Defra hit with £48million tax bill over IR35 status ‘inaccuracies’
Defra has become the fifth ministerial department to admit getting the government’s own IR35 rules wrong, landing it with an HMRC liability of a hefty £48million.
Since four other departments similarly bodged their IR35 tests having also used CEST, one of the four – the MoJ, has seen its liability for off-payroll errors shoot up from £12.5m to £72m.
In total, the HMRC pay-outs from the five departments (which as ‘end-users’ under the April 2017 IR35 rules pay tax, NICs, penalties and interest) stands at a massive £244million.
It includes the DoH’s £4.3m bill of 2018/19; £87m and £33m in the accounts of the DWP and Home Office respectively, and the new £120m total in the MoJ and Defra 20/21 accounts.
'Tip of the iceberg'
Back when just the bills of the health department, Home Office and DWP for fluffing IR35 emerged, status advisory Qdos said it begged the question ‘Which department next?’
And on the four-month anniversary of the private sector rules (which are based on the 2017 rules), IR35 firm Bauer & Cottrell said the bills likely represented ‘just the tip of the iceberg.’
Defra and MoJ now racking up £120million between them for incorrectly assessing PSCs as outside IR35 when they were inside IR35, smacks of vindication for both advisories.
But for contractors and private sector organisations engaging PSCs, it represents an ominous beginning to 2022, particularly with HMRC’s ‘light-touch’ expiring in April.
'Expect protracted tussles with HMRC'
Such is the implied warning from the UK’s contractor trade group, the Association of Independent Professionals and the Self-Employed, asked yesterday about the £244m bill.
“Hiring organisations that have tried their best to comply should [now] expect to be involved in protracted tussles with HMRC over whether or not they have applied these complex rules correctly,” the association’s Andy Chamberlain told ContractorUK.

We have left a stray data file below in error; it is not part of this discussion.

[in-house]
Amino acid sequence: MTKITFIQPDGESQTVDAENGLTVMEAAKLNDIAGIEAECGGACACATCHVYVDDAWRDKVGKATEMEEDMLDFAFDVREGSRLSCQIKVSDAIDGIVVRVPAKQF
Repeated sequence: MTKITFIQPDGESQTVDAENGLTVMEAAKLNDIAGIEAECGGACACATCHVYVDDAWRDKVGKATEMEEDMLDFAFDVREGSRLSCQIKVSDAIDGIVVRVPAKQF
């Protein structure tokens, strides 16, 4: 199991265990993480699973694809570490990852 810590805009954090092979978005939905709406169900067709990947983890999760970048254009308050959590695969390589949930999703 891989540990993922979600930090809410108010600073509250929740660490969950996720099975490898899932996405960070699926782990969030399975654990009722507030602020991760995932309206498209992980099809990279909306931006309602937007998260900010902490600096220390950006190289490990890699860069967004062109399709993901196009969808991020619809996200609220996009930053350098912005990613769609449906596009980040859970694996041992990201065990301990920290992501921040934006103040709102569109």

He caveated it was just “the view of HMRC” that the five departments failed on off-payroll compliance, yet whether commercial engagers will have the stomach to fight is questionable.
IPSE’s policy director, Mr Chamberlain explained, frustratedly: “Is this really what we want UK businesses to be focussed on? As they attempt to trade out of a crippling recession?”
But it’s not just challenging HMRC which stands to impact end-users -- there’s a payment ‘back and forth’ to the Revenue to endure, plus contractor redeployment and reassessment.
For example, Defra in its accounts says that while it initially paid HMRC some £19million in March 2021, because it “accepted” its IR35 “inaccuracies”, the liability later rose to £48m.
'Six per cent outside IR35'
“The work done on reassessments has decreased the proportion of contractors outside IR35 from 85 per cent to 22 per cent of all current contractors,” the department began.
“[But] since the 31 March 2021, work on reassessing contractor’s [sic] IR35 statuses has continued. This has led to additional contractors being reassessed as inside IR35.
“In addition to this, some of the assumptions made in the initial calculation have recently been clarified with HMRC, which will also affect the liability. The remaining liability now stands at £48 million, based on six per cent of contractors remaining outside IR35.”
Further worryingly for any private sector outfit hoping to calculate potential liabilities if they err with IR35 (whether they use HMRC’s own tool like the five departments did or not), Defra adds: “Work is continuing to agree the final liability with HMRC.”
'MoJ fined for careless application of IR35 rules'
The MoJ is similarly-sized, in that it works with 34 agencies and bodies versus defra’s 33 agencies and bodies, but it has forked out almost twice as much for IR35 blunders.
The department previously declared a £12.5m liability to HMRC because the ultimate arbiter of status decisions, HM Courts and Tribunal Service, also got IR35 wrong.
But even more embarrassing, the Ministry of Justice has been slapped with an HMRC penalty of £15million owing to the IR35 errors, because its officials were “careless” in applying the 2017 rules.
'Complicated and confusing'
In its accounts, the MoJ moved to clarify: “That penalty has been suspended for three months subject to certain conditions and is therefore not included within the losses total.
“The conditions relate to meeting the department’s notification and filing
obligations, a 100% assurance check on all out of scope determinations, and improved training of hiring managers. The department expects to meet those conditions.”
IPSE said: “The fact that two major government departments have run into trouble with their IR35 compliance shows just how complicated and confusing the regulations are.
“Even with guidance, support and training from HMRC, the MoJ and Defra have not made accurate status determinations – in the view of HMRC at least. Private sector organisations that aren’t as connected to HMRC will almost certainly find it equally challenging.”